|Title||Driving and Expectation to Age in Place for Older Adults along the Urbanicity Continuum|
|Year of Publication||2018|
|Number of Pages||108|
|University||University of Massachusetts Boston|
|Keywords||0351:Gerontology, 0493:Aging, 0630:Public policy, Aging, Aging in place, Driving, Gerontology, Health and environmental sciences, Older Adults, Public Policy, Social Sciences, Urbanicity|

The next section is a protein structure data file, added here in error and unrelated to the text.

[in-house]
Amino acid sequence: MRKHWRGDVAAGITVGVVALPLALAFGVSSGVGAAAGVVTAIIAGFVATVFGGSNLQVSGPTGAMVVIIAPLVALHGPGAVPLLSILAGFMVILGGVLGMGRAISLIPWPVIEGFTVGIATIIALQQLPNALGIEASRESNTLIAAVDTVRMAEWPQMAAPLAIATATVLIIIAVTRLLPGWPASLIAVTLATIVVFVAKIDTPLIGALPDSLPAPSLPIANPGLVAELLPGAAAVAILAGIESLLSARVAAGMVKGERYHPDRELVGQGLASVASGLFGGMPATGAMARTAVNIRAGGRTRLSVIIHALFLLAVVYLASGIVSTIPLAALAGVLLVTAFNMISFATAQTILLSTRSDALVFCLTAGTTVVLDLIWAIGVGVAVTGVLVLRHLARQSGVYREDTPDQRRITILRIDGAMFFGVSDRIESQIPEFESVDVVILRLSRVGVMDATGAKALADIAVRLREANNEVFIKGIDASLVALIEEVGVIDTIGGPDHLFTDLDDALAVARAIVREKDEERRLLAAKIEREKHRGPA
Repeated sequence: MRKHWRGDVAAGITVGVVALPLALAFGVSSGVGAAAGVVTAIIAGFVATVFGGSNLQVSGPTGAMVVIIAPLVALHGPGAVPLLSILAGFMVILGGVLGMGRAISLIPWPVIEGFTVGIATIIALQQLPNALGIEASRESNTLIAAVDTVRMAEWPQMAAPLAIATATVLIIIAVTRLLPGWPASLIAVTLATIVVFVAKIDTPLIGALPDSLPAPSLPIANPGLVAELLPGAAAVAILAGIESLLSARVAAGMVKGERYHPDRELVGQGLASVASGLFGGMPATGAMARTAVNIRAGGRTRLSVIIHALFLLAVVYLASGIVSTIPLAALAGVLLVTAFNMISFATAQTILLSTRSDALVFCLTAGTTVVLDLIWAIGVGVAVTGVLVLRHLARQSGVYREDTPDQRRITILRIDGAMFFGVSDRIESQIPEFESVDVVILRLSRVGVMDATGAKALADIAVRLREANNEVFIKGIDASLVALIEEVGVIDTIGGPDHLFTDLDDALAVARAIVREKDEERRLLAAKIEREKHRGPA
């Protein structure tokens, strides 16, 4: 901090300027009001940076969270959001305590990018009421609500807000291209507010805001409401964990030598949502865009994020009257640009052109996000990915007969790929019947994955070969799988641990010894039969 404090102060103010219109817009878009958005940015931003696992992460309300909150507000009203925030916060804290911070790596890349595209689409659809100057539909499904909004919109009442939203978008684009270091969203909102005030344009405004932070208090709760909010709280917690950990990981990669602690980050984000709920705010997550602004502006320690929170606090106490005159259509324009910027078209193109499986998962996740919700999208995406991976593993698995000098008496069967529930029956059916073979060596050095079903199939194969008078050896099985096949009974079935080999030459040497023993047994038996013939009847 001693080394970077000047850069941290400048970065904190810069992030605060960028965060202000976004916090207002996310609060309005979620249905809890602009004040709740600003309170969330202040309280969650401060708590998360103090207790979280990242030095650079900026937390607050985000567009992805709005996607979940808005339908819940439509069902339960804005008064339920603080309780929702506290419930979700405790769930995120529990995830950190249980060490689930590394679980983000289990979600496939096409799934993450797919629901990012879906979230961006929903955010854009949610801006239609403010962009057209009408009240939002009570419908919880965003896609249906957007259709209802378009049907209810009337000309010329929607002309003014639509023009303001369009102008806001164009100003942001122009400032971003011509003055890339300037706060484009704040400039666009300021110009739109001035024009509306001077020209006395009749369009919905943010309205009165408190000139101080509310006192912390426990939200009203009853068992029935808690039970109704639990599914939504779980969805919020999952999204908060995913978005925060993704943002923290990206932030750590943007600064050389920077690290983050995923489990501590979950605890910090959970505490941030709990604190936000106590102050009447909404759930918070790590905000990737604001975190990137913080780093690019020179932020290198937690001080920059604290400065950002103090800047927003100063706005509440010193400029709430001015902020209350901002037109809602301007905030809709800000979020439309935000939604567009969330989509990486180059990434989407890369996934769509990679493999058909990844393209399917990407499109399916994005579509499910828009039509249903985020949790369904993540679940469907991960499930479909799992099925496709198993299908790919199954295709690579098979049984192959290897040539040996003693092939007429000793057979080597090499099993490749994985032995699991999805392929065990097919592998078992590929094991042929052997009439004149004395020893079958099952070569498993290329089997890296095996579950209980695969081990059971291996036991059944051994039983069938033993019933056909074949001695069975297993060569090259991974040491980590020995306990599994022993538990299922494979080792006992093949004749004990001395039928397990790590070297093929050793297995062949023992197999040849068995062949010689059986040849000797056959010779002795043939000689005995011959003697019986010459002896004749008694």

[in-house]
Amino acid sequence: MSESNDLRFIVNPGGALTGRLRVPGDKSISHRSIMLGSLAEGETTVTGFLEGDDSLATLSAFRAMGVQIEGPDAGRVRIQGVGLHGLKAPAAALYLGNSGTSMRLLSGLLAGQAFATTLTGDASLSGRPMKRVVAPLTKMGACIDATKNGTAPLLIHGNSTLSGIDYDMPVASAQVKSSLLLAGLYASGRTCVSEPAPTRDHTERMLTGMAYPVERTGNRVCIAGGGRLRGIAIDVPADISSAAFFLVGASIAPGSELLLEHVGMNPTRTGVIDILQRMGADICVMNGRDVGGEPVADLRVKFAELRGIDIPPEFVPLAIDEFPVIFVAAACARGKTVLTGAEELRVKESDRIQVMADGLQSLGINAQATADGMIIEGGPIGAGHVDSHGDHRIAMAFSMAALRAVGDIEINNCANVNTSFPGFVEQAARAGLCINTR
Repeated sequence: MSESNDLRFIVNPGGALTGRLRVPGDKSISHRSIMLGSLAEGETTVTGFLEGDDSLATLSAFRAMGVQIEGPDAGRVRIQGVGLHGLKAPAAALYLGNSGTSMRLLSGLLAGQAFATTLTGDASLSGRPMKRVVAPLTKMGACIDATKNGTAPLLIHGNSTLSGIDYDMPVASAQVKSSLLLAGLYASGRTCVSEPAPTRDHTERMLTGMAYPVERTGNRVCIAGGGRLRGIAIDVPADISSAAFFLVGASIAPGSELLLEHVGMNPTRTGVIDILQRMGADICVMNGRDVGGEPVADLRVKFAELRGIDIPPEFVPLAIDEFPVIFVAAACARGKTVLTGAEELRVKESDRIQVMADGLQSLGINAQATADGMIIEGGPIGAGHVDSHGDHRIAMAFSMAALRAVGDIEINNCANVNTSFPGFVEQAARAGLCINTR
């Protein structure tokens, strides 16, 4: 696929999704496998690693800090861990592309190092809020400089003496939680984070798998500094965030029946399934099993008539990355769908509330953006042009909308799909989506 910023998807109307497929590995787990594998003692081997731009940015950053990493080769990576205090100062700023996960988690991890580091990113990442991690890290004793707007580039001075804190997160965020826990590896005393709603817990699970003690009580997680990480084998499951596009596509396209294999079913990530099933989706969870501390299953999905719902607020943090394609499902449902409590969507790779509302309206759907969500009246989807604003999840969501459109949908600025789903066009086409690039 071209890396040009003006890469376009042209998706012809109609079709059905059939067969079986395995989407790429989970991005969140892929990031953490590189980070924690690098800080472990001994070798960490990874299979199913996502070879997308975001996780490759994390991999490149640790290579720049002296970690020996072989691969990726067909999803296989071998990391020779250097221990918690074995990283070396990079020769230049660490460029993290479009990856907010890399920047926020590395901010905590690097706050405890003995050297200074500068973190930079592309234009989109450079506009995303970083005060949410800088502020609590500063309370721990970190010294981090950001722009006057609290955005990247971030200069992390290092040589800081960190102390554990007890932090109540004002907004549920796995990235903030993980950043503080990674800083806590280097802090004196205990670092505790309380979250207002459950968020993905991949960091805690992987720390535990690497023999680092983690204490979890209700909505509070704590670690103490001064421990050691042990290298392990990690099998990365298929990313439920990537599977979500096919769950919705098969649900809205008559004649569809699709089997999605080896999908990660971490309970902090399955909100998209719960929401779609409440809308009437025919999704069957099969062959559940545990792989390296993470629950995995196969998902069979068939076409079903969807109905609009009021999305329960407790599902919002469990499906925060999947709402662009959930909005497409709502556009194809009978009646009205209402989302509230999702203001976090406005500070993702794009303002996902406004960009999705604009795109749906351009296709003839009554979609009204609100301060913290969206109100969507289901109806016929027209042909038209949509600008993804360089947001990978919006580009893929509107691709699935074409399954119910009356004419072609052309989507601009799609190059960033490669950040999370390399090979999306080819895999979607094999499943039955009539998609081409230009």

Many older adults would like to age in place. Expectations can be important and valid predictors of whether an older adult actually does remain in place. Along with health declines that may initiate unwanted relocation, additional factors influence expectation and ability to age in place. Driving is an important factor in aging in place. Many issues (e.g., unsafe driving, safety concerns, financial or physical burden of tending to a car, etc.) may lead to voluntary or involuntary driving cessation. Without access to public transit or access to adequate informal caregiver transportation (i.e., rides from family or friends) to reach target destinations, driving cessation may ultimately initiate unwanted relocation to a supportive housing environment or nursing home. An unwanted move may diminish quality of life among older adults and furthermore, aging in place is typically less expensive than moves to supportive housing. The purpose of this dissertation is to evaluate driving status as a factor in expectation to age in place. It also investigates how expectations to age in place as well as driving behaviors differ for older adults along the urbanicity continuum. Additionally, the impact of health status and physical mobility on the relationship between driving and expectation to age in place is examined. These relationships are evaluated using ordered logistic regression. The sample includes 8,046 older adults in the Health and Retirement Study database. Findings from the ordinal logistic regression indicate that non-drivers are significantly more likely to expect to age in place. The relationship between driving and expectation to age in place is not moderated by urbanicity status in the regression results. Driving represents a mediating factor in the link between health and expectation to age in place. Supplemental analyses mirror similar results to the ordinal logistic regression results. Relocation is a process triggered by a series of events and likely preceded by expectation to age in place. There are many factors related to driving and aging place. Though expectations may be a mainspring for planning, understanding what individuals anticipate regarding their future living situation is an important area of study.
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